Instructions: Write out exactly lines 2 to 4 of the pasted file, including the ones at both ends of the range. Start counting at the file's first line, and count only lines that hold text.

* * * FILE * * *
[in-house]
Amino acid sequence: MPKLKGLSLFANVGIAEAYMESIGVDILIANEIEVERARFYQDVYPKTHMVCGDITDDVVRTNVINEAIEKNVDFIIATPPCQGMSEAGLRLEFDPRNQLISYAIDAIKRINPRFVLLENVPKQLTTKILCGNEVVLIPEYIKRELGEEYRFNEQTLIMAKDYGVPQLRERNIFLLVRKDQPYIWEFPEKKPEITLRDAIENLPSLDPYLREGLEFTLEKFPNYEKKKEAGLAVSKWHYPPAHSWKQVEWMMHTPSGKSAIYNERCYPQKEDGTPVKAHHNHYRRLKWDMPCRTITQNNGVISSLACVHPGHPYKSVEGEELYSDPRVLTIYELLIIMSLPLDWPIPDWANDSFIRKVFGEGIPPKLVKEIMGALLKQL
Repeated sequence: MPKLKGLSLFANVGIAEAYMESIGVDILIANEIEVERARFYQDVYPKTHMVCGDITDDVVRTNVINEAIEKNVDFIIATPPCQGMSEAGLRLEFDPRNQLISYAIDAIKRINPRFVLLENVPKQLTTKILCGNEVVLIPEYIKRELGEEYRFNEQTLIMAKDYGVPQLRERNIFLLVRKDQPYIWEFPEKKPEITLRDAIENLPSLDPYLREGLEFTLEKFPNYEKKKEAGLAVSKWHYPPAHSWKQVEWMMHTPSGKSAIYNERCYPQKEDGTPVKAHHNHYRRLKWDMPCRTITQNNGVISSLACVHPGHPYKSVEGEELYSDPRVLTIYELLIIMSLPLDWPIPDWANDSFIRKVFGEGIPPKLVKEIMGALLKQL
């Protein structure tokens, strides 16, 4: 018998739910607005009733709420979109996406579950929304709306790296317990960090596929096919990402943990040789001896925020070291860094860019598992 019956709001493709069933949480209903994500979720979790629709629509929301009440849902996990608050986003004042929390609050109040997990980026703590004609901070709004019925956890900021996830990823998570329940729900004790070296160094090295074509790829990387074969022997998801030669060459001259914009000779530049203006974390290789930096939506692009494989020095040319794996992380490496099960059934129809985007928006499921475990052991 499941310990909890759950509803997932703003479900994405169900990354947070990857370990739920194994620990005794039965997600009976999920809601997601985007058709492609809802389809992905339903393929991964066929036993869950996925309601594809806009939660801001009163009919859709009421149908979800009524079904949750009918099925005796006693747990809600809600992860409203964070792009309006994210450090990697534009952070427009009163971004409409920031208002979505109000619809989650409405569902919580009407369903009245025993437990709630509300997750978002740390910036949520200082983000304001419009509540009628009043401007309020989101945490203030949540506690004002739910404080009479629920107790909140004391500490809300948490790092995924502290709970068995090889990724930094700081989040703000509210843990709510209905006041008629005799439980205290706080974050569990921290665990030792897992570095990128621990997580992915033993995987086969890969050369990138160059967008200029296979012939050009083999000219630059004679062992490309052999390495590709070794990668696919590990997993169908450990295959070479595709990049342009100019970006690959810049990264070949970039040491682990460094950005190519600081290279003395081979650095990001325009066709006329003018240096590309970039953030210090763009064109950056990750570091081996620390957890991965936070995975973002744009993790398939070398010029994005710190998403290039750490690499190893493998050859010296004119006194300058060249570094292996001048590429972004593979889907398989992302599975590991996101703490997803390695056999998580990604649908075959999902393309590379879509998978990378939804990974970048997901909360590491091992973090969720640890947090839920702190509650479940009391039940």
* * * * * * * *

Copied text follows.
Amino acid sequence: MPKLKGLSLFANVGIAEAYMESIGVDILIANEIEVERARFYQDVYPKTHMVCGDITDDVVRTNVINEAIEKNVDFIIATPPCQGMSEAGLRLEFDPRNQLISYAIDAIKRINPRFVLLENVPKQLTTKILCGNEVVLIPEYIKRELGEEYRFNEQTLIMAKDYGVPQLRERNIFLLVRKDQPYIWEFPEKKPEITLRDAIENLPSLDPYLREGLEFTLEKFPNYEKKKEAGLAVSKWHYPPAHSWKQVEWMMHTPSGKSAIYNERCYPQKEDGTPVKAHHNHYRRLKWDMPCRTITQNNGVISSLACVHPGHPYKSVEGEELYSDPRVLTIYELLIIMSLPLDWPIPDWANDSFIRKVFGEGIPPKLVKEIMGALLKQL
Repeated sequence: MPKLKGLSLFANVGIAEAYMESIGVDILIANEIEVERARFYQDVYPKTHMVCGDITDDVVRTNVINEAIEKNVDFIIATPPCQGMSEAGLRLEFDPRNQLISYAIDAIKRINPRFVLLENVPKQLTTKILCGNEVVLIPEYIKRELGEEYRFNEQTLIMAKDYGVPQLRERNIFLLVRKDQPYIWEFPEKKPEITLRDAIENLPSLDPYLREGLEFTLEKFPNYEKKKEAGLAVSKWHYPPAHSWKQVEWMMHTPSGKSAIYNERCYPQKEDGTPVKAHHNHYRRLKWDMPCRTITQNNGVISSLACVHPGHPYKSVEGEELYSDPRVLTIYELLIIMSLPLDWPIPDWANDSFIRKVFGEGIPPKLVKEIMGALLKQL
């Protein structure tokens, strides 16, 4: 018998739910607005009733709420979109996406579950929304709306790296317990960090596929096919990402943990040789001896925020070291860094860019598992 019956709001493709069933949480209903994500979720979790629709629509929301009440849902996990608050986003004042929390609050109040997990980026703590004609901070709004019925956890900021996830990823998570329940729900004790070296160094090295074509790829990387074969022997998801030669060459001259914009000779530049203006974390290789930096939506692009494989020095040319794996992380490496099960059934129809985007928006499921475990052991 499941310990909890759950509803997932703003479900994405169900990354947070990857370990739920194994620990005794039965997600009976999920809601997601985007058709492609809802389809992905339903393929991964066929036993869950996925309601594809806009939660801001009163009919859709009421149908979800009524079904949750009918099925005796006693747990809600809600992860409203964070792009309006994210450090990697534009952070427009009163971004409409920031208002979505109000619809989650409405569902919580009407369903009245025993437990709630509300997750978002740390910036949520200082983000304001419009509540009628009043401007309020989101945490203030949540506690004002739910404080009479629920107790909140004391500490809300948490790092995924502290709970068995090889990724930094700081989040703000509210843990709510209905006041008629005799439980205290706080974050569990921290665990030792897992570095990128621990997580992915033993995987086969890969050369990138160059967008200029296979012939050009083999000219630059004679062992490309052999390495590709070794990668696919590990997993169908450990295959070479595709990049342009100019970006690959810049990264070949970039040491682990460094950005190519600081290279003395081979650095990001325009066709006329003018240096590309970039953030210090763009064109950056990750570091081996620390957890991965936070995975973002744009993790398939070398010029994005710190998403290039750490690499190893493998050859010296004119006194300058060249570094292996001048590429972004593979889907398989992302599975590991996101703490997803390695056999998580990604649908075959999902393309590379879509998978990378939804990974970048997901909360590491091992973090969720640890947090839920702190509650479940009391039940």